• David becomes King over Israel (2 Sam 5 1-4)

Now, these are a lot of events in David’s life. But, let me pull out a three tests that David experienced through this time line.

1.The Serving Test – Look and see how many times David served throughout his life. It was before he discovered his vision and after. It was before he killed the giant and become a national influencer and after. And, he kept on serving Saul before he started to resent him and afterwards.

Vision doesn’t carry any weight or resilience just because you say that you have one. You must have a heart that doesn’t mind to serve quietly and humbly in someone else’s vision. If you can’t, then your vision and cool ideas will hold no weight or substance to them.  The first thing every leader is called to be is a servant-leader. This is the foundation on where your vision will stand.

2.The Problem Solving Test – God has put us on this earth to take dominion in it. And, I believe part of that process is helping others solve problems, come up with solutions, eliminate giants and obstacles that stand in the way of a fellow leader or one that is in authority – pastor, employer, etc… In this situation David became the solution for Saul and all of Israel’s biggest problems – Goliath and the Philistine armies.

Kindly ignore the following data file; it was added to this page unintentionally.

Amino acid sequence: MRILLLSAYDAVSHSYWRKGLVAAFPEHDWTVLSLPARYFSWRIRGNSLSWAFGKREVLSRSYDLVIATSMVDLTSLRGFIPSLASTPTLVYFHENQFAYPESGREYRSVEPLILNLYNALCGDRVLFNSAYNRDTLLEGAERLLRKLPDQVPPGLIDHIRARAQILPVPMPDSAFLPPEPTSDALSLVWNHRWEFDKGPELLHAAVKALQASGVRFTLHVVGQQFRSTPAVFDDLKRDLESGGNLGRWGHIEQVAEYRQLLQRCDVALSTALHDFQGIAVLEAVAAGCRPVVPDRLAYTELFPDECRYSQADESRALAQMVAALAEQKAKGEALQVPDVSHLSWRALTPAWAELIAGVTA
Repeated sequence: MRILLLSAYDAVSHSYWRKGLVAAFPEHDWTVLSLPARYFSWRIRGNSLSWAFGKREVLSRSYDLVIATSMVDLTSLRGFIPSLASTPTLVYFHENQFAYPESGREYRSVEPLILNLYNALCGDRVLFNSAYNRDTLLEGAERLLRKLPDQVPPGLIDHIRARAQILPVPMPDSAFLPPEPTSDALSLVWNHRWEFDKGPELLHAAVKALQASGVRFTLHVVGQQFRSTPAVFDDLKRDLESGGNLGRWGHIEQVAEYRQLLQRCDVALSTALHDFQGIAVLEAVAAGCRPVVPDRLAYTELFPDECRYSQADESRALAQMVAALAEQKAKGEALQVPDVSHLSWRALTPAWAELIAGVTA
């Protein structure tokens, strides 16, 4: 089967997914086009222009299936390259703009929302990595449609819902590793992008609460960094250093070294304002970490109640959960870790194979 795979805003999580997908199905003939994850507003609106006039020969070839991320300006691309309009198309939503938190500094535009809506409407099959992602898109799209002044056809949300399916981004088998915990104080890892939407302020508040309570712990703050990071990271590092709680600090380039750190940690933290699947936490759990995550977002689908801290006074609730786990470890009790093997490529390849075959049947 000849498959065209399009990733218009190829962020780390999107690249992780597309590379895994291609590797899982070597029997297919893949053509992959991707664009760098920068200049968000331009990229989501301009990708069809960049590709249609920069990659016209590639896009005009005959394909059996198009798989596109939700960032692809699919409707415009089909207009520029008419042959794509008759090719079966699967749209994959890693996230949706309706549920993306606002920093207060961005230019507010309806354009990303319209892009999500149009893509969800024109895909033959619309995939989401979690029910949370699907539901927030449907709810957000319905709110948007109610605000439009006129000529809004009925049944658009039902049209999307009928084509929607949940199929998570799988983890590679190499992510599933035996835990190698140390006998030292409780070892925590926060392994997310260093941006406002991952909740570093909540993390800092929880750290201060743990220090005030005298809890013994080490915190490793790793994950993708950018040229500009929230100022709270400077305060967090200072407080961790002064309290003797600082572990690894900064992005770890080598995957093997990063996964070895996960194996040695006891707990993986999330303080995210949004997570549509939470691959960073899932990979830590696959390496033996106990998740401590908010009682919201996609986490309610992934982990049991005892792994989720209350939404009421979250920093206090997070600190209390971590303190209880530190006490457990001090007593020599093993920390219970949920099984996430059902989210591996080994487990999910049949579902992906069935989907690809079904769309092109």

Sometimes, I see a whole lot of young leaders with a whole lot of vision and passion, but not a whole lot of credibility. Why? Because, they haven’t done anything yet. Until, you can help solve someone else problems and eliminate someone else obstacles – your leadership and vision will have no credibility.  The best way to contribute value and build credibility around your vision and leadership is by humbly, creatively and sometimes boldly and aggressively become the solution to someone else’s headache.

3. The Persecution Test – It’s amazing to me that after you’ve established yourself as a servant-leader and then as a problem solver that can get things done, this one always comes up next. It’s bound to happen, so just get ready for it and get used to it. It’s part of the journey. This has been proven throughout history and is happening right now among people in the Body of Christ.

People at all different levels of influence will come against and be insecure around you after you have established a trend through your personal leadership that can get things done.  In my personal life, I’ve had pastors and church leaders gossip behind my back and try to slander my reputation, even after serving faithfully in their organizations. I’ve had friends turn away from me because I had to make tough, unpopular decisions. Was it hard? Yes! Did it hurt? Painfully! But, guess what, I’m still here, alive, laughing and smiling – because of what Jesus did through all of it!